], most herbal users did so concomitantly with allopathic medicines, without the knowledge of their attending physician. They also indicated that concomitant herb-drug use was more beneficial than when either herb(s) or drug(s) were used alone. We propose that this practice could further consolidate the perception that this potentially dangerous practice is safe and encourage further 'uninformed' herb-drug concomitant use. Our reported herb-drug interaction rate of 3 out of 265 (1.1%) is relatively low, but this does not negate the grave importance of public awareness of the potential dangers of herb-drug combinations. Our study showed a relatively high incidence of herb-associated adverse effects in 16 out of 265 respondents (6%).
Previous studies have demonstrated that doctor-patient barriers to effective communication exist and these may contribute to nondisclosure. Although our analysis showed that none of the demographic variables influenced disclosure, other factors such as doctor-patient cultural differences, the GP's perception of patients of lower socioeconomic standing and the patients' perception of the GP's negative attitude towards herbal remedies may be affecting the extent of disclosure [18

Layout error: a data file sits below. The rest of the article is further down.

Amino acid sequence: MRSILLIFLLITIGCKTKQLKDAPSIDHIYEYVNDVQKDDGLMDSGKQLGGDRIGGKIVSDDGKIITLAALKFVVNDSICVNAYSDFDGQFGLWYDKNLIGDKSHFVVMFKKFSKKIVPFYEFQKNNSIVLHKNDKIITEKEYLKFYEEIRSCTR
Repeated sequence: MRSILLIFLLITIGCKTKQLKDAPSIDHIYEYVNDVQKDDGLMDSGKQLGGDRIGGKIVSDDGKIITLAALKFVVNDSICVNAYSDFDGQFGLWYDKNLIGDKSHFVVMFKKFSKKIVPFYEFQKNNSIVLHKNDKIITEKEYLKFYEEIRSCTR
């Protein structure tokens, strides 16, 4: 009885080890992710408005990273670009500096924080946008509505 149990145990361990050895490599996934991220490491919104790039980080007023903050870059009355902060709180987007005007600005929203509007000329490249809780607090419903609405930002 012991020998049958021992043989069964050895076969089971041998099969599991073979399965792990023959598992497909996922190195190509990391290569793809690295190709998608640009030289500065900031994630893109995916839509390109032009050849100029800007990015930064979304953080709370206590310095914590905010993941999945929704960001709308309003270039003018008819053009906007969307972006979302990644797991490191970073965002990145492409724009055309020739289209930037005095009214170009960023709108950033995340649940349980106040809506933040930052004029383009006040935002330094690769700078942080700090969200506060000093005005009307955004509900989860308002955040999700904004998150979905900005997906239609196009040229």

In our study, garlic was the most popular herb used and many clinically important garlic-drugs interactions have been identified [21
]. Healthcare professionals are in a unique position to impart current evidence-based information to their patients on known deleterious herb-drug interactions [22
]. In so doing informed decisions could be made in an open and non-judgmental environment regarding the use of herbs alongside allopathic medicines.
Although patients reported subjective improvements in physical and psychological well being this may in some cases be attributable to a placebo effect or the natural history of the disease, and may or may not translate into measurable clinical outcomes. Garlic was used by almost half of our sample and in a significant number for the therapeutic management of hypertension. A recent review highlights some of the cardiovascular benefits of garlic [25
] and may support its use in our sample. Durak et al (2004) demonstrated that a standardized garlic extract increased antioxidant status, decreased plasma cholesterol levels, while decreasing blood pressure in hypertensive patients [26
]. Garlic has also been shown to reduce oxidative stress [27
], a presumed underlying cause of many diseases, and this would indirectly imply its usefulness as a preventative herbal medicine to promote health and wellness.